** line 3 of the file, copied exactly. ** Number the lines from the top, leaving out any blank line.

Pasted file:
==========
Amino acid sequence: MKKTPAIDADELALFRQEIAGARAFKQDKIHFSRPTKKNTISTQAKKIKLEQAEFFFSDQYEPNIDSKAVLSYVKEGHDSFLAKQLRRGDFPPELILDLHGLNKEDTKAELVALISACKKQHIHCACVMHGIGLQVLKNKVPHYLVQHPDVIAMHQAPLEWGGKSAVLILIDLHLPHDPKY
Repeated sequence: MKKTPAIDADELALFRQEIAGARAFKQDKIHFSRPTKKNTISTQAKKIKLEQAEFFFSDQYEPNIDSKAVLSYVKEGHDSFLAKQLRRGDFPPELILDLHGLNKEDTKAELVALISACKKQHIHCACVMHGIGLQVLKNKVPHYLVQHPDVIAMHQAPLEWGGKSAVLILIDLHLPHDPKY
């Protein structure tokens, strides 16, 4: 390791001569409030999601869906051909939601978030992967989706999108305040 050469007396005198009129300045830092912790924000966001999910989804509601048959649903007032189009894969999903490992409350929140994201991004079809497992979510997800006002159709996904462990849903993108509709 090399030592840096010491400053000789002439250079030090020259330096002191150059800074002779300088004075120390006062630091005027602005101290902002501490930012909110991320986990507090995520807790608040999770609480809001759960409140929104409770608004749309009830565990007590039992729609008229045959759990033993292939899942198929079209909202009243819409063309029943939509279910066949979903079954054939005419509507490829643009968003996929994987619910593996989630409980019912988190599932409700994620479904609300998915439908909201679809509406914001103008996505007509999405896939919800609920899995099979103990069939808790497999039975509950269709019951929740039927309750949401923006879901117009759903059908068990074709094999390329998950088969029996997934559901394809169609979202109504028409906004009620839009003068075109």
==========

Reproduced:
């Protein structure tokens, strides 16, 4: 390791001569409030999601869906051909939601978030992967989706999108305040 050469007396005198009129300045830092912790924000966001999910989804509601048959649903007032189009894969999903490992409350929140994201991004079809497992979510997800006002159709996904462990849903993108509709 090399030592840096010491400053000789002439250079030090020259330096002191150059800074002779300088004075120390006062630091005027602005101290902002501490930012909110991320986990507090995520807790608040999770609480809001759960409140929104409770608004749309009830565990007590039992729609008229045959759990033993292939899942198929079209909202009243819409063309029943939509279910066949979903079954054939005419509507490829643009968003996929994987619910593996989630409980019912988190599932409700994620479904609300998915439908909201679809509406914001103008996505007509999405896939919800609920899995099979103990069939808790497999039975509950269709019951929740039927309750949401923006879901117009759903059908068990074709094999390329998950088969029996997934559901394809169609979202109504028409906004009620839009003068075109």